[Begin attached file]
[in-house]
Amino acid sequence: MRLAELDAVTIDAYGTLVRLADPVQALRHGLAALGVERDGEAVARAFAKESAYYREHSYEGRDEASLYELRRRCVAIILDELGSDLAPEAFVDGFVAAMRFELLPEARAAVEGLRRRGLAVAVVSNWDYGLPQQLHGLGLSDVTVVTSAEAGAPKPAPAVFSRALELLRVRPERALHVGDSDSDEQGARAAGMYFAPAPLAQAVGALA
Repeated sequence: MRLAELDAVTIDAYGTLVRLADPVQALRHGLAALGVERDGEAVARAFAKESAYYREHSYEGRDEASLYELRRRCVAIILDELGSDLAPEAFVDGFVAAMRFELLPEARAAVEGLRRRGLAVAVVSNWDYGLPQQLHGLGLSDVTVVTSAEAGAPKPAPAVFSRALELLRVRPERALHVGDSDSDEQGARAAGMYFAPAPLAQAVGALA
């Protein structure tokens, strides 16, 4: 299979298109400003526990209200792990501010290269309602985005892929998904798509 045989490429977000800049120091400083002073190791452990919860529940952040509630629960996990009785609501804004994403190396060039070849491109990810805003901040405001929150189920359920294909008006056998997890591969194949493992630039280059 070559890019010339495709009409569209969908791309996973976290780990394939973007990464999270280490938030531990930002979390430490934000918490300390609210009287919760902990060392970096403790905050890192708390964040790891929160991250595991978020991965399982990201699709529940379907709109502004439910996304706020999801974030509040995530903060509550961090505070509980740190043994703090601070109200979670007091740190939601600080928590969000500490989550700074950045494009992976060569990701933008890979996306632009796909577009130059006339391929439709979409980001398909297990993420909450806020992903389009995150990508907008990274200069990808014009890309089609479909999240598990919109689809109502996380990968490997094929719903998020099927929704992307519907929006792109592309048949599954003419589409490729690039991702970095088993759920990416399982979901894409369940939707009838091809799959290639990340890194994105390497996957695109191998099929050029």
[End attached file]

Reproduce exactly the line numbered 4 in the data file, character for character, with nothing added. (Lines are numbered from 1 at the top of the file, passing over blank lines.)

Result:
């Protein structure tokens, strides 16, 4: 299979298109400003526990209200792990501010290269309602985005892929998904798509 045989490429977000800049120091400083002073190791452990919860529940952040509630629960996990009785609501804004994403190396060039070849491109990810805003901040405001929150189920359920294909008006056998997890591969194949493992630039280059 070559890019010339495709009409569209969908791309996973976290780990394939973007990464999270280490938030531990930002979390430490934000918490300390609210009287919760902990060392970096403790905050890192708390964040790891929160991250595991978020991965399982990201699709529940379907709109502004439910996304706020999801974030509040995530903060509550961090505070509980740190043994703090601070109200979670007091740190939601600080928590969000500490989550700074950045494009992976060569990701933008890979996306632009796909577009130059006339391929439709979409980001398909297990993420909450806020992903389009995150990508907008990274200069990808014009890309089609479909999240598990919109689809109502996380990968490997094929719903998020099927929704992307519907929006792109592309048949599954003419589409490729690039991702970095088993759920990416399982979901894409369940939707009838091809799959290639990340890194994105390497996957695109191998099929050029």